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Hugel swales and polycultures.

 
pollinator
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Location: North Carolina zone 7
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Hey guys. Just wanted to pass along the successes I’ve had mixing permaculturey stuff together. The first picture was three years ago. These are small hugelcultures with a swale on the upside of each. Since then I’ve filled in the swales and topped the mounds with wood chips.
The next picture was taken today. Elderberries, walking onions, potatoes, squash and cowpeas live together in polyculture harmony.
My point to all of this is, you do not need large swales to make a big impact! We moved here six years ago and the clay wouldn’t even grow grass; it was that hard. Now it gets so wet occasionally that things rot!
What is not pictured is to the left of photos. A three foot deep hugelculture. I brought the wood up to within a foot or so of the soil line. Then tossed in compost, shredded leaves and grass clippings. I planted nitrogen fixing cowpeas in it last summer, and winter pea in the fall. Now True Gold heirloom corn is growing along with cowpea, strawberries and luffa gourds.
I hope this helps someone who sees really large earthworks and knows they couldn’t do it. Well, you certainly can do this. Small changes can make a big difference in the near future.
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Location: Ontario
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It's nice to see this—I'm in the middle of building a hugelkultur mound on hard clay right now.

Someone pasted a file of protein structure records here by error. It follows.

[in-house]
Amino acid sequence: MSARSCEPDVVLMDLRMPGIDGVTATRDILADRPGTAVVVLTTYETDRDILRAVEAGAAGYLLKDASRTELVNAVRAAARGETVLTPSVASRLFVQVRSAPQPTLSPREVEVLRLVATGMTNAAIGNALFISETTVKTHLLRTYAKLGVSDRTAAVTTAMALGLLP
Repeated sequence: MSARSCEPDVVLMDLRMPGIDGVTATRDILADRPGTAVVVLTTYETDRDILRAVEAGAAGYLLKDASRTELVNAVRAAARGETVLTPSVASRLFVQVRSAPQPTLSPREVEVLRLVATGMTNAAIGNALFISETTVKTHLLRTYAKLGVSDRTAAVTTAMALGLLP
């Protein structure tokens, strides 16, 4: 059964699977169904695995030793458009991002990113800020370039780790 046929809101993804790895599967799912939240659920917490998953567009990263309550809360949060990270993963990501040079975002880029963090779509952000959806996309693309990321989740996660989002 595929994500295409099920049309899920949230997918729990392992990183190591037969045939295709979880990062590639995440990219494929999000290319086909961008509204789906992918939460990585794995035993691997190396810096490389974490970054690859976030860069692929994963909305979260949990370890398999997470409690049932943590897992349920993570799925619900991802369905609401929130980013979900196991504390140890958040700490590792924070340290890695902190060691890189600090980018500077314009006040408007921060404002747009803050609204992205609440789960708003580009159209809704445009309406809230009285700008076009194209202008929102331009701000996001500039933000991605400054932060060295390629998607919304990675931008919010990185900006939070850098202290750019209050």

gardener
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Location: Los Angeles, CA
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Jack Spirko is death on this idea -- but I think that he is afraid of people doing a hugel-swale on a steep grade where the hydrological pressure would potentially blow out the swale and cause massive destruction below.  But on a gentle slope with a minimally deep swale, you wouldn't have that much lateral pressure on the berm.  

My only concern with a hugle-swale is that you're going to have to rebuild it as the organic material in the hugel breaks down and the berm collapses.  But for 4 or 5 years, you might get the best of both worlds.
 
Scott Stiller
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Location: North Carolina zone 7
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I haven’t thought about Jack Spirko in years. I used to like his stuff though. I’m going to make some post that addresses his concerns. I can’t do it in one post because I’ll get confused!
So the first picture will be a set of regular swales I made with a couple different things happening. Interconnected swales and ryegrass planted on the downside. Fairly productive but not great. This area is away from my house and I don’t tend it very much. There is no way to water it either.
Second picture is of the same area but includes a bio char Hugelculture with red Russian kale growing. The bed itself has sunken by at least half but still productive. Kale and various greens volunteer there. To the right and slightly downhill from the bed is still very productive with volunteers as well. These are melons lettuces and cucumbers. A lot of it is eaten by wildlife, especially watermelons which are a real opossum draw!